04 June 2015
I was invited to EuroDIG 15 in Sofia, Bulgaria, to participate in the opening panel on a Common digital market in Europe, representing the technical community.
The other panelists represented the Bulgarian Government, the EU commission, End Users and, I was representing the technical community.
The arguments I made was:
Building a common digital market has some interesting technical aspects. First of all we want new players to be able to enter the market in the future. Both suppliers and consumers will need IP addresses to connect to the network. In the current IPv4 Internet this is getting increasingly difficult as there are very few IP addresses available for new players. This is solved by letting users share IP addresses. For both suppliers and consumers this will increase the cost and limit the services that can be provided.
In government circles there is focus on broadband incentives, for instance for building fibre infrastructure. It is important that governments on all levels makes IPv6 a requirement for receiving governments funds.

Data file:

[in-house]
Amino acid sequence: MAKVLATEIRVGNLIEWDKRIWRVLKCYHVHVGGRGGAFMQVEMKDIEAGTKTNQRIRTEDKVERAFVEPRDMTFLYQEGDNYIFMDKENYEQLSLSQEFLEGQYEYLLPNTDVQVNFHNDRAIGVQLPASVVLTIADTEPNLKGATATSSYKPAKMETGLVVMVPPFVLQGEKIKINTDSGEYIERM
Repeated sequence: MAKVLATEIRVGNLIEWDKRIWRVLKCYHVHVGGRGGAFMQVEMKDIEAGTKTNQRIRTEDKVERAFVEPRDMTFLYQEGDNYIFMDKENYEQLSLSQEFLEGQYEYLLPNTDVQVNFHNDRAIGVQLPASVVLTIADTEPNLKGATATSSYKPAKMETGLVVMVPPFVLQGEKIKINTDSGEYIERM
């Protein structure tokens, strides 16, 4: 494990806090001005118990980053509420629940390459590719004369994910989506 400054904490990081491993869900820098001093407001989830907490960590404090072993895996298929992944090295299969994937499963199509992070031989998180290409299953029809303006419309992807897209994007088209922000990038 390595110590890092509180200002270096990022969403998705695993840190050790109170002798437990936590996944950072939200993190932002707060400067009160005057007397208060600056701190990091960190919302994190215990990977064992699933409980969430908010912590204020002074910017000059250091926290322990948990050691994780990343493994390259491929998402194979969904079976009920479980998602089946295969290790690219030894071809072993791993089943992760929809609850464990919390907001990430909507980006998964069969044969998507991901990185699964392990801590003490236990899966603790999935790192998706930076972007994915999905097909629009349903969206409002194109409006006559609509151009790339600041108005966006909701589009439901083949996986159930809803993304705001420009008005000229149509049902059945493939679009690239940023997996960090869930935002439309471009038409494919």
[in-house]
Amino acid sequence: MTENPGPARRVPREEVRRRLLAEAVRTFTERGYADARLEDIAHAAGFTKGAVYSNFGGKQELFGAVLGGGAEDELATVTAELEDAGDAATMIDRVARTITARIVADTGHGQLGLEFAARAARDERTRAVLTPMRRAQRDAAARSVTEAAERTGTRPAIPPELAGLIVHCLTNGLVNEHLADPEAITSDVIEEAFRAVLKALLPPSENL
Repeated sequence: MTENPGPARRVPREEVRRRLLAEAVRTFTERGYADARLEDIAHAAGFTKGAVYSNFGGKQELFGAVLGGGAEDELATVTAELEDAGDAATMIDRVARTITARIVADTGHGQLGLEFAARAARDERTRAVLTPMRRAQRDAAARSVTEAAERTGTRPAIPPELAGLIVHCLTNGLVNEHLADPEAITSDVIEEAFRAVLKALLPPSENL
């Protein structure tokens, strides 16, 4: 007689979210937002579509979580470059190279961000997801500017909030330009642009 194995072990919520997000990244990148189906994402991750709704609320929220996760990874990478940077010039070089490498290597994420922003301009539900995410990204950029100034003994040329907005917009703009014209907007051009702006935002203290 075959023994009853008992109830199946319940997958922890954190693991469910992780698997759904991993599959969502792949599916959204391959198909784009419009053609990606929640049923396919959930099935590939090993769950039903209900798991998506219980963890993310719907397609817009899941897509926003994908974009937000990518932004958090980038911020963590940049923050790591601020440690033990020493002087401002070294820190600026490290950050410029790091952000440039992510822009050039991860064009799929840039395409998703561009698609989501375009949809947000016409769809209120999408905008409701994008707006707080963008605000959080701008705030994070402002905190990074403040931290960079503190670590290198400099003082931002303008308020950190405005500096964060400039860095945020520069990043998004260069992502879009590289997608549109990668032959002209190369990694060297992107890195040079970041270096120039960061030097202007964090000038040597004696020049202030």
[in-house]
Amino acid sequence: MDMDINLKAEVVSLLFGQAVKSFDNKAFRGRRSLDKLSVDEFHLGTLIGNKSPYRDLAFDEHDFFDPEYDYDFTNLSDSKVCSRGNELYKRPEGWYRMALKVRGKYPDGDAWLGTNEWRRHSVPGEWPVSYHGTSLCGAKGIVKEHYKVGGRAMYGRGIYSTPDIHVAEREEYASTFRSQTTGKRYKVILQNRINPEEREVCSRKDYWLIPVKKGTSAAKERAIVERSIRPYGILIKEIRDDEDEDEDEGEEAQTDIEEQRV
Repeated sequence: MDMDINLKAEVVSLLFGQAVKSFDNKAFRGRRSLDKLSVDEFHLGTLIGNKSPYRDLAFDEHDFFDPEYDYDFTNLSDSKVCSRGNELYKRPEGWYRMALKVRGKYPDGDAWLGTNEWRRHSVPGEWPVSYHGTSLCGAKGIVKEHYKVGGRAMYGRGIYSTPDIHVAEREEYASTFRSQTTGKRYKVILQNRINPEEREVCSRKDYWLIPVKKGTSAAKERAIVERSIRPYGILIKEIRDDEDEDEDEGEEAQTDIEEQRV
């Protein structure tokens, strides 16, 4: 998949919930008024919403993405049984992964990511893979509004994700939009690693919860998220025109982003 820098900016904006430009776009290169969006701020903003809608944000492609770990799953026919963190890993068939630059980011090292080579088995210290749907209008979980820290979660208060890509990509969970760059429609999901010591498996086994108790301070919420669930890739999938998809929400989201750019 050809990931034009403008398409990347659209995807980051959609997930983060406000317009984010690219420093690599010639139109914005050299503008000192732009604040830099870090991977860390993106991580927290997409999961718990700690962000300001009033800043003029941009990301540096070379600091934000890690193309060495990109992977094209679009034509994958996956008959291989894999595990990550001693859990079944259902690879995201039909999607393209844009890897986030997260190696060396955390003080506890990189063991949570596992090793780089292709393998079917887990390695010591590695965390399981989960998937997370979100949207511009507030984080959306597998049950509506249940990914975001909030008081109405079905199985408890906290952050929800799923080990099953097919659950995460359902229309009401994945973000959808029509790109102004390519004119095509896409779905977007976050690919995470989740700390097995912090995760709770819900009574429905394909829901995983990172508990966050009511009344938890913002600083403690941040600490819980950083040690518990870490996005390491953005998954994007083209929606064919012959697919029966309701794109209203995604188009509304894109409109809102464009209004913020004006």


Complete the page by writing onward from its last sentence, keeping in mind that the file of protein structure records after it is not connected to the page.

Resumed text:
One of the questions from the audience was how we could trust services provided from other countries. This must largely be solved by common regulations and consumer protection mechanisms, but again there are technical solutions that can help increase trust and reduce fraud. One such technology is DNSSec. A solution where responses to name queries are signed to reduce the risk of man-in-the-middle attacks.
One of the challenges in introducing new technology like IPv6 or DNSSec is to communicate the advantages in a way that the users understand and request the service from their service providers. In some countries like Sweden the country code registry has promoted the use of DNSSec in order to speed up deployment.
For more details on the whole event, you may want to read the RIPE NCC report from the EuroDIG 2015